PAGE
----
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Methodology for evaluating the information distribution in small angle scattering from periodic nanostructures

Published

Author(s)

Daniel F. Sunday, Regis J. Kline

Abstract

Optimizing the extraction of information from X-ray measurements while minimizing exposure time is an important area of research in a variety of fields. The semiconductor industry is reaching a point where the traditional metrological approaches need to be augmented in order to better resolve structures with features sizes below 20 nm. Critical dimension small angle X-ray scattering (CDSAXS) is one measurement technique that has shown to be capable of characterizing detailed features of periodic nanostructures. As currently implemented the measurement utilizes the combined scattering from up to 60 different angles. Reducing that number would dramatically improve the feasibility of CDSAXS for implementation in a fabrication setting, but currently there are no clear guidelines as to which angles provide the most information. In order to develop guidelines for optimizing the angle selection simulation studies were conducted on a wide variety of structures with subsets of the full angular range to identify which angles minimized the overall shape uncertainty. Analyzing sets of two angle pairs (including all combinations between 0° and 60°) provides guidance on which angles best constrain the samples, for select samples higher numbers of angles were included to explore the impact of additional information on the model. Generally, low angles (<3°) best contributed to minimizing the width uncertainty, while higher angles near high curvature regions of the scattering profile best constrained the height of the structure. The minimum uncertainty was general achieved with combinations of the two.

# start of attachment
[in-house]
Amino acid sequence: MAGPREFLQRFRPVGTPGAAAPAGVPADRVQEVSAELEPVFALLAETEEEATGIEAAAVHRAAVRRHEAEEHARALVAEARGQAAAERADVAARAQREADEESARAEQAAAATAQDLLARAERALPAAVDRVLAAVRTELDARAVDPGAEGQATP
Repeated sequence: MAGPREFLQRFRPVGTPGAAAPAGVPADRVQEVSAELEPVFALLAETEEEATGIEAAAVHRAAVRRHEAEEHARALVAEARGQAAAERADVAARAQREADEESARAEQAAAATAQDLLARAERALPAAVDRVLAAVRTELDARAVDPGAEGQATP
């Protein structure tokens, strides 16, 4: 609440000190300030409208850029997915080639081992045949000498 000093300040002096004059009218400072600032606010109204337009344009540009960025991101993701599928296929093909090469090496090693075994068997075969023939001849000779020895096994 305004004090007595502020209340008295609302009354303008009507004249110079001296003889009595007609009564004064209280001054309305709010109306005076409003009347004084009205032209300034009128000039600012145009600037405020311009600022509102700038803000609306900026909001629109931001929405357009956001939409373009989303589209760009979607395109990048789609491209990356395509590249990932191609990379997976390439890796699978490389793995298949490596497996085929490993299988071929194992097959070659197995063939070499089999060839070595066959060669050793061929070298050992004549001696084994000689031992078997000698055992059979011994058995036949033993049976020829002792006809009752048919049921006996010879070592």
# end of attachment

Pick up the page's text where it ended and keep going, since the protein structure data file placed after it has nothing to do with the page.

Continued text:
Citation
Journal of Micro/Nanolithography, MEMS, and MOEMS

Citation

Sunday, D. and Kline, R. (2018), Methodology for evaluating the information distribution in small angle scattering from periodic nanostructures, Journal of Micro/Nanolithography, MEMS, and MOEMS (Accessed May 17, 2022)
Created November 3, 2018, Updated January 30, 2020